New York State Court of Claims

New York State Court of Claims

GOODMAN v. THE STATE OF NEW YORK, #2003-033-008, Claim No. None, Motion No. M-66102


Synopsis


Motion for permission to file a late claim alleging negligence, alleged malfunctioning traffic light is denied.

Case Information

UID:
2003-033-008
Claimant(s):
MONICA GOODMAN
Claimant short name:
GOODMAN
Footnote (claimant name) :

Defendant(s):
THE STATE OF NEW YORK
Footnote (defendant name) :

Third-party claimant(s):

Third-party defendant(s):

Claim number(s):
None
Motion number(s):
M-66102
Cross-motion number(s):

Judge:
JAMES J. LACK
Claimant's attorney:
Blodnick, Gordon, Fletcher & Sibell, P.C.By: Thomas R. Craven, Jr., Esq.
Defendant's attorney:
Eliot Spitzer, New York State Attorney GeneralBy: Ricardo Montano, Esq., Assistant Attorney General
Third-party defendant's attorney:

Signature date:
May 29, 2003
City:
Hauppauge
Comments:

Official citation:

Appellate results:

See also (multicaptioned case)



Decision


This is a motion of Monica Goodman (hereinafter "movant") for permission to file a late claim pursuant to Court of Claims Act §10(6), relating to damages for personal injuries sustained by movant as a result of alleged negligence by the State of New York.[1] This action arises out of a motor vehicle accident which occurred on January 31, 2002, at or about 7:00 p.m. at the intersection of Fort Salonga Road (Route 25A) and Church Street[2], Northport, New York. Movant alleges she was traveling westbound on Fort Salonga Road (Route 25A) and attempted to proceed through the intersection with Church Street. Movant explains she was traveling with a green traffic light and alleges that Carol Mirabella disobeyed the red traffic light in her direction striking movant's vehicle causing personal injuries (Affirmation of Thomas R. Craven, Jr., Esq. ¶¶4,5). Movant's assertions are supported by the statement of Jillian E. McCabe, an independent witness, annexed as Exhibit C (id. ¶6). On March 28, 2002, a lawsuit was filed on behalf of movant against Carol and William Mirabella in Supreme Court.

On or about October 24, 2002, movant's attorney received a lien notice from movant's no-fault carrier notifying him of an arbitration decision dated August 22, 2002, denying the claim by movant's no- fault carrier for subrogation based on the affirmative defense that not all tortfeasors were named (id ¶9). Movant's attorney was advised that the basis of the claim for the lien was the allegation that movant's injuries were caused by a "non-covered person", the State of New York, as a result of a malfunctioning traffic light (id ¶10). The letter from Nationwide Insurance Co. was the only notification received by movant concerning the arbitration process.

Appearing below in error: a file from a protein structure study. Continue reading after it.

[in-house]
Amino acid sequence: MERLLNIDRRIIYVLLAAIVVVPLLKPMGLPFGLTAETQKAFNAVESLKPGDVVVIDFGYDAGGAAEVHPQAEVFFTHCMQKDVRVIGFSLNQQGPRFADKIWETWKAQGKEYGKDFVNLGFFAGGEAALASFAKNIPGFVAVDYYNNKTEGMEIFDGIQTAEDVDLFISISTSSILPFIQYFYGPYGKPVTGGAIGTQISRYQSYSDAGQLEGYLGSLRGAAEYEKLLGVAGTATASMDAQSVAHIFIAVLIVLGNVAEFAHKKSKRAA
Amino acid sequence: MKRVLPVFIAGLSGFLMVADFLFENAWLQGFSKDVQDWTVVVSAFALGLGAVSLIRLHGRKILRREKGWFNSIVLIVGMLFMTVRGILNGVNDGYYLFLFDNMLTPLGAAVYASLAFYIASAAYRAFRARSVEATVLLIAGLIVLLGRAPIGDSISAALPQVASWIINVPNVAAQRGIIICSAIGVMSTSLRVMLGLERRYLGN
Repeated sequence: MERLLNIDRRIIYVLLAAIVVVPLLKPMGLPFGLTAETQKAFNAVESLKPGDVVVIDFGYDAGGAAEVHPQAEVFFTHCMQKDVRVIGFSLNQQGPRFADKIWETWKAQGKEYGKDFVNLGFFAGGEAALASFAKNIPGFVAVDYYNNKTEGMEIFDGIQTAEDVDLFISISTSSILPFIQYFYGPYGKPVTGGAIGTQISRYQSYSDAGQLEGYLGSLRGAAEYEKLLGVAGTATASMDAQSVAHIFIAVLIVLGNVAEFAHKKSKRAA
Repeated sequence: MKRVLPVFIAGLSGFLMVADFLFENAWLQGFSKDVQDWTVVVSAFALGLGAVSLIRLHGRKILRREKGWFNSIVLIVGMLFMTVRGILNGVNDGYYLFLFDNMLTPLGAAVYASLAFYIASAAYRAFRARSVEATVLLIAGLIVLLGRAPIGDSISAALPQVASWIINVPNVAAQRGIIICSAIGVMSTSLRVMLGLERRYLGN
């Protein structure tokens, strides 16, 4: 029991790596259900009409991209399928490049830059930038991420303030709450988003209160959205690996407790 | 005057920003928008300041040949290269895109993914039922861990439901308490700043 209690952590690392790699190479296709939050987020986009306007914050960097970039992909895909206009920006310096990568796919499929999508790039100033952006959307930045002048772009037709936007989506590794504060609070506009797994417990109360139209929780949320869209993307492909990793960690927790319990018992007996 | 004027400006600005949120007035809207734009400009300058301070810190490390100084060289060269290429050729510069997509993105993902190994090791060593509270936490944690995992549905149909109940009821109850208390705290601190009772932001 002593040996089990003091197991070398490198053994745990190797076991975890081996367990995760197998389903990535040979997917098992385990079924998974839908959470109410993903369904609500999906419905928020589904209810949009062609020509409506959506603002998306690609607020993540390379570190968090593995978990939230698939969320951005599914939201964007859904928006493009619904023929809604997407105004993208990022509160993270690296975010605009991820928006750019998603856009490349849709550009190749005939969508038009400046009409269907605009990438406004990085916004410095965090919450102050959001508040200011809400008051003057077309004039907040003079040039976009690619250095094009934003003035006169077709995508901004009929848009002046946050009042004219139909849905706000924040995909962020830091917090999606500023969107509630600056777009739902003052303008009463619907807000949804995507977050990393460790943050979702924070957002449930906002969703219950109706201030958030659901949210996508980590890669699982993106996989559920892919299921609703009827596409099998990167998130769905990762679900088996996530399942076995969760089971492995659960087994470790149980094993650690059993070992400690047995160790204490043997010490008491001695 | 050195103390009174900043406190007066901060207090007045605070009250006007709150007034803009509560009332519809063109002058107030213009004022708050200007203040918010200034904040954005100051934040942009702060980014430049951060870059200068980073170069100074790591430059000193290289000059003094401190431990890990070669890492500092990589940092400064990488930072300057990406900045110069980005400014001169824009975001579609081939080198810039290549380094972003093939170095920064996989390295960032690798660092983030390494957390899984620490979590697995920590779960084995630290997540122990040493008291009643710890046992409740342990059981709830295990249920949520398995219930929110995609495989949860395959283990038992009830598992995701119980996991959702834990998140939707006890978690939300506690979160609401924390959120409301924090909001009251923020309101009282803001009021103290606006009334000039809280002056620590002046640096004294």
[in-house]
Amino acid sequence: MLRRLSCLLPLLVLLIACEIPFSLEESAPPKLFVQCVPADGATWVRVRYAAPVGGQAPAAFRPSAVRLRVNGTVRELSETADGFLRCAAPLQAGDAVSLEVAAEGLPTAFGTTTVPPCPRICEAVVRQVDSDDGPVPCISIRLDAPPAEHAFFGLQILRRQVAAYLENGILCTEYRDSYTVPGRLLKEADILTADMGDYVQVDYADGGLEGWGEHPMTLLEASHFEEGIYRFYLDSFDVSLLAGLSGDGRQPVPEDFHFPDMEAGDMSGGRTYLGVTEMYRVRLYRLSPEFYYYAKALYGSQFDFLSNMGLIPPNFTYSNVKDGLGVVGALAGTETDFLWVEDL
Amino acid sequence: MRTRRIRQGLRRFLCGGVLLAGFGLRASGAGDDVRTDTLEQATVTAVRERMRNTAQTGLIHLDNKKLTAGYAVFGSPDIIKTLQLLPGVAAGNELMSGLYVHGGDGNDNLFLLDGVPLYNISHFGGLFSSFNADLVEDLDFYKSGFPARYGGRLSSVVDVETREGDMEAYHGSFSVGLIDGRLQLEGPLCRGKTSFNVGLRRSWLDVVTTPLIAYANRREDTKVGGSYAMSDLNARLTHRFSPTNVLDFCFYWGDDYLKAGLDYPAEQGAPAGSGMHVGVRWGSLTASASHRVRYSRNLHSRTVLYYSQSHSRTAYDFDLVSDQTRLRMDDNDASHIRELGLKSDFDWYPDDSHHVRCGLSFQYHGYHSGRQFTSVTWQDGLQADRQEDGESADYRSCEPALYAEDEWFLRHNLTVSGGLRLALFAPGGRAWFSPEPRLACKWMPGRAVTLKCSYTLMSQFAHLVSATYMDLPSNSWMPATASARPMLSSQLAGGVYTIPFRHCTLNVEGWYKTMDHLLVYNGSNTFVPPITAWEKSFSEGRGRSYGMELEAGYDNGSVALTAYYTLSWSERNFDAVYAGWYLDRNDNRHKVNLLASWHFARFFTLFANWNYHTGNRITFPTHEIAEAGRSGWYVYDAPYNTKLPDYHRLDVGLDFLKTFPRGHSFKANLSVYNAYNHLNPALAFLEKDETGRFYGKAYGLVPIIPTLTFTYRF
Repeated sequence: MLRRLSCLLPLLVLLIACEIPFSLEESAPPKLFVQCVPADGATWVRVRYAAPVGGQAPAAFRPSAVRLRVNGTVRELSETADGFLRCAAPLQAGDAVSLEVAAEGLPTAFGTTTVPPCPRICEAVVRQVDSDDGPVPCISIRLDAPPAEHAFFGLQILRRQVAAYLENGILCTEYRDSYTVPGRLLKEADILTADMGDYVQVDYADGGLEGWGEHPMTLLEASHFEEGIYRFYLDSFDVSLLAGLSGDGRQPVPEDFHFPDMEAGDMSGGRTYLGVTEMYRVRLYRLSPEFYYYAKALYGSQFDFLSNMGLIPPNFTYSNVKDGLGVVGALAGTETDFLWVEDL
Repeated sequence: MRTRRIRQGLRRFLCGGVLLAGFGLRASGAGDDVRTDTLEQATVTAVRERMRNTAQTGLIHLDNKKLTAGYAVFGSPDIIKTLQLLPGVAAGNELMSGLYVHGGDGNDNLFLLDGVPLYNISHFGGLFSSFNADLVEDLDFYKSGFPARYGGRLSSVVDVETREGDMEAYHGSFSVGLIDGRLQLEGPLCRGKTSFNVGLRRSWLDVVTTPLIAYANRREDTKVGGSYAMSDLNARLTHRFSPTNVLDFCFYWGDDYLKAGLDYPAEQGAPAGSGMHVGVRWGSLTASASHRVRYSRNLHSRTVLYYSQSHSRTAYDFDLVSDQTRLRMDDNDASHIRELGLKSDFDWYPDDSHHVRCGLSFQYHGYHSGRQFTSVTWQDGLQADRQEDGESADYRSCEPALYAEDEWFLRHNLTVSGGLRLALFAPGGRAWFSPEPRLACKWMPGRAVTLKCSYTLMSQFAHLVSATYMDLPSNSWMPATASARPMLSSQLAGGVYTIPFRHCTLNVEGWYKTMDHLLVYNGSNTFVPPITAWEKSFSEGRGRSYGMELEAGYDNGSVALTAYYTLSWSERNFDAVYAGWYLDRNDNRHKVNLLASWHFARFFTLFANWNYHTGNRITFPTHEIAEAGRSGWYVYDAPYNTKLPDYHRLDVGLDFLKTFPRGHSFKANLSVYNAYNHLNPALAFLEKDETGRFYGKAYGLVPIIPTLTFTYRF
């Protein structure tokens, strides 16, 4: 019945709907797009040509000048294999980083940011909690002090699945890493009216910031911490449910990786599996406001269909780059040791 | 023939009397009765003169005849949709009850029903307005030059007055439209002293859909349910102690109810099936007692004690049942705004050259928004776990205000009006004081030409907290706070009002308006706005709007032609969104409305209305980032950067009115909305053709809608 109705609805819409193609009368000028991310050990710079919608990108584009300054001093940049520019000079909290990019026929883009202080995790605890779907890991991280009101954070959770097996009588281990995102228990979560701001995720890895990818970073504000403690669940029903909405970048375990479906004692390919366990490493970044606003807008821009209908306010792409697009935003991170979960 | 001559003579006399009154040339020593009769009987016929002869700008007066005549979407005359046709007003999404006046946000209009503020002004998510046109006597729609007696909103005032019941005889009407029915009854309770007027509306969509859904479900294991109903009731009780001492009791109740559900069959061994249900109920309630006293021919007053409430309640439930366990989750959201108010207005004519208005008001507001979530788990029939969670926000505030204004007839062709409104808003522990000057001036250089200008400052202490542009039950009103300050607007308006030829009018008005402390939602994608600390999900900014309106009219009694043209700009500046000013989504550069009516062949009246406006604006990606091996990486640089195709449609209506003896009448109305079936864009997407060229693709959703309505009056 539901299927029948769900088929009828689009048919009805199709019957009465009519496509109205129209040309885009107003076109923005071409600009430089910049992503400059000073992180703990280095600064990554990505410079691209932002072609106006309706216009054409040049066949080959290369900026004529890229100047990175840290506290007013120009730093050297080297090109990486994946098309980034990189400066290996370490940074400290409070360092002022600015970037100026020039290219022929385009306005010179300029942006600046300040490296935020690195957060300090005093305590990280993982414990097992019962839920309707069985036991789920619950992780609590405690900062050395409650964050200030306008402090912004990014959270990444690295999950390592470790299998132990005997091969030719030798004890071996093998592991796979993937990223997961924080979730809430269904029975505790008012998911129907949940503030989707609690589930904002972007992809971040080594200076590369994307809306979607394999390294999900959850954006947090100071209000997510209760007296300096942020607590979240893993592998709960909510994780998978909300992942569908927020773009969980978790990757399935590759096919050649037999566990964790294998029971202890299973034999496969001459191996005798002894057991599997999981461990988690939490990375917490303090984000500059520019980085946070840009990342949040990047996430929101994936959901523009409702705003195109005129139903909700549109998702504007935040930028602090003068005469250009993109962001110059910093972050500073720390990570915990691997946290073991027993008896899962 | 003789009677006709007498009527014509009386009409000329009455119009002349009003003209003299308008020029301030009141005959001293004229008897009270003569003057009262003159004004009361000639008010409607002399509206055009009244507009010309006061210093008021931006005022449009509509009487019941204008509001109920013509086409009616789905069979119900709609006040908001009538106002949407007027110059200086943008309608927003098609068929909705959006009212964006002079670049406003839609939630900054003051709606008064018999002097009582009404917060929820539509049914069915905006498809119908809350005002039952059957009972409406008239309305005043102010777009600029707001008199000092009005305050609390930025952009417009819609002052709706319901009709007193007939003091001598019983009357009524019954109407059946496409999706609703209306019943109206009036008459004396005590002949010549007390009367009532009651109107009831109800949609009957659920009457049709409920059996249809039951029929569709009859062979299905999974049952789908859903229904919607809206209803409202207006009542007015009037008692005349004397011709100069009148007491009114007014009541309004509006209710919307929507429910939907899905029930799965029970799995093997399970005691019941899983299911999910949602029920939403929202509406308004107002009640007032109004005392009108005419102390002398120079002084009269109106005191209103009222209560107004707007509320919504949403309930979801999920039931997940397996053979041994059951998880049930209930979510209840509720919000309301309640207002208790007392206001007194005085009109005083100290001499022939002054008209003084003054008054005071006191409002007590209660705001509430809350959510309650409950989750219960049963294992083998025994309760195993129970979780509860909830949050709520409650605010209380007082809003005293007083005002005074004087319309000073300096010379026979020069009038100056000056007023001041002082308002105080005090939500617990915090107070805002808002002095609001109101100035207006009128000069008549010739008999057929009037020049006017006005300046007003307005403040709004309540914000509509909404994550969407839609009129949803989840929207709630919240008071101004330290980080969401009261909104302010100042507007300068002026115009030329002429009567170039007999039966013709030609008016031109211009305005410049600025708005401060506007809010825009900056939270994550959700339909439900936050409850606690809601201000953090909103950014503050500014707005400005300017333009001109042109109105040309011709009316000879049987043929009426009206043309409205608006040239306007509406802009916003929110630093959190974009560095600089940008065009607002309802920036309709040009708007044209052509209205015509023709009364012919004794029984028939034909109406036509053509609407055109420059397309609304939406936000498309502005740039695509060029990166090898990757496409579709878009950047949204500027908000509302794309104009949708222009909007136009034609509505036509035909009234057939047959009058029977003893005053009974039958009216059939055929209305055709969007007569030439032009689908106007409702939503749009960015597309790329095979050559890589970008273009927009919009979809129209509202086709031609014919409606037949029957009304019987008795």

In order to determine whether to grant a timely made application for permission to file a late claim, the Court must consider, among any other relevant factors, the six statutory factors set forth in Court of Claims Act §10(6):
(1) whether the delay in filing the claim was excusable;
(2) whether the State had notice of the essential facts constituting the claim;
(3) whether the State had an opportunity to investigate the circumstances underlying the claim;
(4) whether the claim appears to be meritorious;
(5) whether the failure to file or serve a timely claim or serve a timely notice of intention resulted in substantial prejudice to the State; and
(6) whether the movant has another available remedy.


The Court in the exercise of its discretion balances these factors, and, as a general rule, the presence or absence of any one factor is not dispositive (Bay Terrace Coop. Section IV v New York State Employees' Retirement System Policemen's and Firemen's Retirement System, 55 NY2d 979).

Movant attributes the failure to timely file a claim to the fact that it was not until recently that she was advised that the traffic light at the intersection of Fort Salonga Road (Route 25A) and Church Street in Northport may have been malfunctioning at the time of the collision (Affidavit of Merit of Monica Goodman ¶8). Movant was not aware of any problems with the traffic light at the time of the collision, nor was she informed by the driver of the other vehicle that the light was malfunctioning. However, movant could have conducted an investigation into the functioning of the traffic light. Ignorance of the law cannot in itself be a reasonable excuse (Erca v State of New York, 51 AD2d 611, affd 42 NY2d 854). Movant has another available remedy as she has commenced an action in Supreme Court against the driver of the other vehicle.

The second, third and fifth factors (notice of the essential facts constituting the claim; an opportunity to investigate the circumstances underlying the claim; and whether the delay resulted in substantial prejudice to the State) are related. The Court will consider these factors together.